What does assimilate mean, specifically in the context of cultural assimilation and moving to a new country?

Does it mean we just speak the same language as the people in the country, city or region we live in? So if I speak Spanish, do I easily assimilate in both Mexico and Spain?

Does it mean we can effectively use communication (spoken and unspoken) with the people around us – that we understand their words, their jokes, their customs and why they do what they do? If someone is sarcastic in New York, do I know the sentence was not a serious one due to the tone the speaker used?

Does it mean we fit in and feel comfortable with the people around us? And how important is it to culturally assimilate when we relocate internationally?

Culturally Assimilating Versus Having a Global Mindset

Cultural assimilation is defined as the process by which a minority group (or possible a minority culture) adopts the values and ways of a majority group.

It has also been defined as the process of one group starting to resemble another group. So they are more seemingly alike than before.

When expats relocate, the goal might not be to culturally assimilate in the 3-4 years that they’ll be staying in the new country, but having a global mindset in regards to the new culture will be the key to a successful, long term relocation.

Full assimilation would be when those from the minority group are indistinguishable from those in the majority, which cannot happen in just a few years. It is usually the children of expats that cause the family to assimilate even more, due to the time the children spent in school with so many other families from the region. Accent is the one characteristic that is typically unchangeable for those moving from one country to another.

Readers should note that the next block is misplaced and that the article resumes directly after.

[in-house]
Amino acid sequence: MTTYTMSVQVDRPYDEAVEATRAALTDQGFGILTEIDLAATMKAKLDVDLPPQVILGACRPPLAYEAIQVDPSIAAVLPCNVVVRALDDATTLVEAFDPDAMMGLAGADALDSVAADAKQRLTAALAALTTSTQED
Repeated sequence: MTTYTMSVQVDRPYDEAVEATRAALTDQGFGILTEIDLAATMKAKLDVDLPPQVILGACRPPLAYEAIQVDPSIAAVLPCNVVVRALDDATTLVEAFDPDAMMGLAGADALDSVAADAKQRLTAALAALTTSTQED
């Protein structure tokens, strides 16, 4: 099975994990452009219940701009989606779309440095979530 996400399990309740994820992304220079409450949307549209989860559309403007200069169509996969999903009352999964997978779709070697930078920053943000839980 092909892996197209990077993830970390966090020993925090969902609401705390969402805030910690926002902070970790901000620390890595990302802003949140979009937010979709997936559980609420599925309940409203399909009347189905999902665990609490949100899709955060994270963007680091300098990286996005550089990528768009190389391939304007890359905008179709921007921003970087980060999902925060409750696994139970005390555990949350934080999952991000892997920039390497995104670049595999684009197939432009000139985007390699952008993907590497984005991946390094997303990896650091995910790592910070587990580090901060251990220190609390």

Cultural assimilation does not have to be moving out of the country. Someone from Louisiana could move to New York and culturally assimilate. The clothing might be different, the accent, the speed of life, the culture of being more weary of people because you are now in a big city. Even language and slang could be different. After 1 year, someone might be dropping the ‘r’ sound on various words, wearing more dark clothing, being more perceptive when walking at night and using words he or she didn’t know existed before and that only New Yorkers understand.

‘Fitting in’ or feeling at home in the new country is important. This does not mean the expats renounce their traditions, clothes, customs or food. The idea is to be open to combining two worlds, if possible. Understand the current society, in order to understand the people there, make friends and build relationships. This will help the expat feel more a part of and not apart from the society around them.

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Acceleration of Cultural Assimilation Can Depend on the Size of the Minority

Don’t expect to culturally assimilate quickly. Depending on the region and the group, it can take years, or it can take decades. The larger the group, the longer it can take to culturally assimilate, because there are so many people still able to practice the culture of the previous country lived in.

For example, my grandparents moved to Oklahoma City in the 1950s from Mexico. At that time, according to my grandmother (and history), there were not a lot of Spanish speakers in the neighborhood where they moved. Within 4-5 years, my grandparents were fluent English speakers. My grandfather became a salesperson, which shows how high level his English was, and my grandmother became a teacher. Again, she had to have a very high level of English for this as well.